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Re: Engines, propellers, rpm, and speed
« Reply #2 on: September 17, 2016, 11:32:35 AM »
Numbers for Ken Chase's and our Jumbo are on the Wikipedia page.

Here are some revised numbers for mine, showing the comparison of the old 115 vs 135 HO E-TEC motors.
Made It Jumbo 25
Skiffkits No. 7025 1/2009
Build Start:  3/2009
Hull Flipped: 1/31/2010
Maiden Voyage:  9/16/2011

Offline Cannon

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Re: Engines, propellers, rpm, and speed
« Reply #3 on: September 17, 2016, 08:16:44 PM »
Funny, but sea conditions play a big part in this, speed can vary 5 knots depending on currents and swell.
2003 Yamaha 225 6 cylinder 4-stroke
5600 rpm 18-20 knots
5800 rpm 22-24 knots
Average fuel burn has been consistently 3.51 MPG
SOLAS SS three blade 17" prop
Great Alaskan 28' started June 2015, launched August 2016
Remember, the ark was built by amateurs; while the Titanic was built by professionals.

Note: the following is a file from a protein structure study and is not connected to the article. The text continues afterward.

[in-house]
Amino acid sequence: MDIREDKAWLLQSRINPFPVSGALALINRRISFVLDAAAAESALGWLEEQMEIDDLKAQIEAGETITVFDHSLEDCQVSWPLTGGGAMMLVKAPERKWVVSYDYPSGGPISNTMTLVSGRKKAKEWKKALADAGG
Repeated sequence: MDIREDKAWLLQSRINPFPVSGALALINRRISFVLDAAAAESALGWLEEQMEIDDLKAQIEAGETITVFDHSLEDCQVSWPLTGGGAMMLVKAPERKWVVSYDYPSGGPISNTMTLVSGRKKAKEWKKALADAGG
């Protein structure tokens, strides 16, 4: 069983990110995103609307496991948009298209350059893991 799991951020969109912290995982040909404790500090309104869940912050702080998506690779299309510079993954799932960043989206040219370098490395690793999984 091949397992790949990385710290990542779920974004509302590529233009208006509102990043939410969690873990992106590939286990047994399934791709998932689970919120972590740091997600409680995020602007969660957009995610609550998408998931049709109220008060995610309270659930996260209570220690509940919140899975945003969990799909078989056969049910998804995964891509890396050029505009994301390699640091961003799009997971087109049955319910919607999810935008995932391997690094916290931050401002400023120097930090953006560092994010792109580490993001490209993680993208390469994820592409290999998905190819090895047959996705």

Offline Dave Wright

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Re: Engines, propellers, rpm, and speed
« Reply #4 on: September 28, 2016, 01:34:26 PM »
So I removed my aluminum 3 bladed Yamaha aluminum propeller, 13.5 X 14, from the Yamaha 70 horse 4 stroke on my Widebody. With this propeller I could not exceed 4200 RPM @ 25 MPH.

After measuring this propeller, and using the Yamaha prop selection guide which suggested a 9 inch pitch Yamaha prop, I decided to not use this particular series of Yamah propellers.

The Yamaha F70A top end operating band is 5300 to 6300 RPM. When I built this Widebody my goal was to achieve a day cruising,  occasional overnighting, bird watching, now and then fishing boat. Much like the Blue Jacket design, I set a goal of 15 MPH cruising speed and a top end of 25 MPH. I wanted to achieve this top end at close to 6000 RPM. The engine has speed limiters so overspeed is not a real worry.  If I'd wanted faster performance I would have bought a 90 HP or larger engine. But I like smaller engines and the Yamaha's listed dry weight of 271 pounds for the 20 inch leg attracted me.

So, I decided to go with a Mercury Quicksilver Black Diamond prop because I liked the low price, I thought that the Flo-Torq hub adapter kit would protect the shaft better than the little plastic shear rods in the Yamaha prop, and I felt that the measured average pitch of the Blacl Diamond prop more closely fit the advertised pitch than the Yamah prop that I was first using.